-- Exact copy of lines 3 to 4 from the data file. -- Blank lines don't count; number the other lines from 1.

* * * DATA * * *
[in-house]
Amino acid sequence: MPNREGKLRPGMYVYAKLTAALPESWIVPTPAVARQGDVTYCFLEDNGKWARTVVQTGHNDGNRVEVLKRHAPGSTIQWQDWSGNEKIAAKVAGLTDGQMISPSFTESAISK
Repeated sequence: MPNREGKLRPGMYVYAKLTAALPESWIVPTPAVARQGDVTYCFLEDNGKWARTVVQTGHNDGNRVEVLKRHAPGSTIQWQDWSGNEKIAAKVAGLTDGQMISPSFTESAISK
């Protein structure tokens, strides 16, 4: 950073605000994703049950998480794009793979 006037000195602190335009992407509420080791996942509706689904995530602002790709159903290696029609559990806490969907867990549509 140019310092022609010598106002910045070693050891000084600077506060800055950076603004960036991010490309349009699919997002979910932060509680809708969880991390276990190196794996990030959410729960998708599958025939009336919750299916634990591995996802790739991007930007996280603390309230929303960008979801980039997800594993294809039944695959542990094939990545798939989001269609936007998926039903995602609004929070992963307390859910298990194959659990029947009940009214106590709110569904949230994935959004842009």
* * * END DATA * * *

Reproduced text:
Repeated sequence: MPNREGKLRPGMYVYAKLTAALPESWIVPTPAVARQGDVTYCFLEDNGKWARTVVQTGHNDGNRVEVLKRHAPGSTIQWQDWSGNEKIAAKVAGLTDGQMISPSFTESAISK
């Protein structure tokens, strides 16, 4: 950073605000994703049950998480794009793979 006037000195602190335009992407509420080791996942509706689904995530602002790709159903290696029609559990806490969907867990549509 140019310092022609010598106002910045070693050891000084600077506060800055950076603004960036991010490309349009699919997002979910932060509680809708969880991390276990190196794996990030959410729960998708599958025939009336919750299916634990591995996802790739991007930007996280603390309230929303960008979801980039997800594993294809039944695959542990094939990545798939989001269609936007998926039903995602609004929070992963307390859910298990194959659990029947009940009214106590709110569904949230994935959004842009």